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Home > Press releases
06-09-04 // 20:00h


The opening session of the dialogue “New Ignorances, New Literacies” focused on the dilemma posed by the clash of civilizations or of ignorances

Mohammed Arkoun, philosopher and professor emeritus of Islamic thought of the Sorbonne University, defended the idea of Humanism in the Islamic context. Arkoun referred to his book Combats in which, he said, “I deal with Humanism in the Islamic context, but not within Islam proper from a historical, political and cultural perspective.” “The combat should start within Islam itself,” added Arkoun.

Arkoun explained, “The Middle Ages were the time of the great literary debates that were all in Arab language all the way from Iran to Cordoba.” “Muslims in particular have forgotten its history,” pointed Arkoun.

For Arkoun, “Ancient and sophisticated societies do not produce positive knowledge because they also produce ignorances.” For the philosopher, “Modern reason refers to the 18th century, and the reason of the enlightenment is what enables a new worldview.”

Arkoun cited Nietzsche and “The appeal he made to move beyond the dawning of the 18th and 19th century, which are precisely the periods of enlightenment that conformed European and Western perceptions, judgments and assessments of the Islamic world, something that is a dramatic situation.”

The philosopher believes our present time tends to make use of “disposable thought.”

Arkoun said, "When we refer to 9 / 11 and try to observe what happened before, we find great ignorance that is produced not only through the media but also in schools.”

Arkoun explained, “In the third world, following the independence of the 1950s, many State parties were founded and they imposed an education that was responsible for the institutionalization of ignorance at large.”  

Jiri Dienstbier, Minister of Foreign Affairs of former Czechoslovakia, explained, “Rather than referring to the clash of civilizations or due to ignorance we should talk abut the arrogance of those who enjoy power.” Dienstbier said, “Very often foreign institutions were imposed on countries like Iraq without realizing that these would not work there because they are different societies.”

Dienstbier highlighted the importance of security today and explained, “Investments in sophisticated weapons have proved useless in the fight against terrorism; if we had invested more in development perhaps we would now have better living conditions.” For Dienstbier, what we hear, “The discourse of power, is hypocritical.”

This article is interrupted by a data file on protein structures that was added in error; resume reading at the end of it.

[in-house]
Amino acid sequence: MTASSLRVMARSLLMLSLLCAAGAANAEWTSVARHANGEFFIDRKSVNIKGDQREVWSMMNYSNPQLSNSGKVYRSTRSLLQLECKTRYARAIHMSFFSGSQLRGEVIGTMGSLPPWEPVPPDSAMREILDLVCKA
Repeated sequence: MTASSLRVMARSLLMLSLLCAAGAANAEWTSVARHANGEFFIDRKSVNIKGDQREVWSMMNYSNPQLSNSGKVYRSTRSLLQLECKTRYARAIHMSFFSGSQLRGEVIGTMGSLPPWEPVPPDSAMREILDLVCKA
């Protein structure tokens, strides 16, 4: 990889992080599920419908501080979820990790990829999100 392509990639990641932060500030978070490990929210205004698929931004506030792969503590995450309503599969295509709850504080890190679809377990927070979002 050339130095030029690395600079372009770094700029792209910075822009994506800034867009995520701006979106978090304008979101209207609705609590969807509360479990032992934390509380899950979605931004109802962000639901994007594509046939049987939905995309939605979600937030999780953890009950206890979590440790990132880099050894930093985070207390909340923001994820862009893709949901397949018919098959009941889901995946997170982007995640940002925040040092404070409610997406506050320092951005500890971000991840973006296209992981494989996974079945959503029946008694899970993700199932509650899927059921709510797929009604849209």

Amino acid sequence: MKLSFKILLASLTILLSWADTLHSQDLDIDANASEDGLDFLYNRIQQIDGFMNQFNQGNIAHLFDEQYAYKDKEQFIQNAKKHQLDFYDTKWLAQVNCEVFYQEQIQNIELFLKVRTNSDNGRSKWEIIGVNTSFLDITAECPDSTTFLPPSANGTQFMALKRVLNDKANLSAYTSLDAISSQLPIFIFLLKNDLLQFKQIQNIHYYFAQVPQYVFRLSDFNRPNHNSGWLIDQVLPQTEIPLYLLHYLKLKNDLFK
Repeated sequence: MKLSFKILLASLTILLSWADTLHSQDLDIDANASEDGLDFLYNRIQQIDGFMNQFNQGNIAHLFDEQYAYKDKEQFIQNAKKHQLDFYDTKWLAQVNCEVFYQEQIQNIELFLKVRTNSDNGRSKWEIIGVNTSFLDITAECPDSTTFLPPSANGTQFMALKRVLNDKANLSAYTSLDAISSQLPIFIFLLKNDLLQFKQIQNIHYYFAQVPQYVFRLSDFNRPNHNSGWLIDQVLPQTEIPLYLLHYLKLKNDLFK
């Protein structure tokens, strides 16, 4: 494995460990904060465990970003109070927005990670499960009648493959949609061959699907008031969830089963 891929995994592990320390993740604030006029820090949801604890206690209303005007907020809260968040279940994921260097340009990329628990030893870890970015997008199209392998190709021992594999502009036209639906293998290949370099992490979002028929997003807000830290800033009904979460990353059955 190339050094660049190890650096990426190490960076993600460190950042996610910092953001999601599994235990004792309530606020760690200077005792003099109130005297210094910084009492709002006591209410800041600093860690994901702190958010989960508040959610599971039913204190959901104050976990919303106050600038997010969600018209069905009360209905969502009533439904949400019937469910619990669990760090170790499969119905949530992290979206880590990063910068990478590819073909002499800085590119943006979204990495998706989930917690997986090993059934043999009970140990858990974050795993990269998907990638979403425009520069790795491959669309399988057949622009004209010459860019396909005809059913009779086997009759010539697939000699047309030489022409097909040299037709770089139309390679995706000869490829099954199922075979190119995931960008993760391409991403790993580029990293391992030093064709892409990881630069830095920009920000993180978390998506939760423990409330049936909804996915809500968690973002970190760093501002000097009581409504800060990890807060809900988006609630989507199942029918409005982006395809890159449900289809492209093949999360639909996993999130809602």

Dienstbier added, “We tend to choose between good and bad terrorists; the former are called freedoms fighters and the latter are considered murderers. Dienstbier stated, “It is necessary to move from words into action.” “There is a lack of respect for the other worlds; we must intensify cooperation between Europe and the United States,” concluded Dienstbier.

Former president of the Republic of Malta Guido de Marco referred to Samuel Huntington’s idea of the clash of civilizations that pointed at “future conflicts and wars that would be different form the classical conflicts of the Cold War era.”

De Marco talked of the situation in Palestine and Israel “Two peoples that live as neighbors of a semi detached house and must learn to live that way.”

For De Marco, “we are trying to justify political events by focusing on this conflict of civilizations.”

De Marco believes, “Rather than a clash of civilizations or ignorances there is a conflict of interests and we are responsible for this, so we must avoid the clichés.” De Marco believes, “The dialogue between civilizations is essential because we have things to learn from the unity and diversity of the others.” “It is a big mistake to justify our actions with the argument of the clash of civilizations; it is everyone’s responsibility,” added De Marco.

Hisanori Isomura, President of the Maison de la Culture du Japon in Paris, explained that the United States suffered several shocks. “The United States always want to be the first and so their first shock was when the Soviet Union sent out their satellite Sputnik before they did.” The second shock for the Americans was “When Toyota became the first Japanese car manufacturer.”

Isomura believes that Americans, “Lack common sense and also a good public education system.” “It is necessary to educate and not only teach to read but also to transmit certain cultural values,” added Isomura.

Isomura explained, “He who is in control of the world is a treasurer in Wall Street.” Isomura stated, “An economy that works as a casino tends to reinforce a negative perception of the public sphere while the private sphere is regarded as always positive.”

Isomura referred also to “The media concentration in communications that wish to impose their ideas to the world.”

Isomura believes that Huntington’s theory on the clash of civilizations has several weak points. In the first place, he explained, “ All ethnologist agree in that there is no purity in the Asian region.” Second, he said, “Huntington is a covert racist because he believes in the superiority of the West in front of Islam.” For Isomura the third weak point is that the “He overlooks the differences between Europe and the United States.”

Isomura asked the United States “to be more modest and to think of others in order to overcome the dichotomy Empire of Evil – Empire of Democracy.” “It is high time that the United States adopt a more reasonable stance as a superpower,” concluded Isomura.

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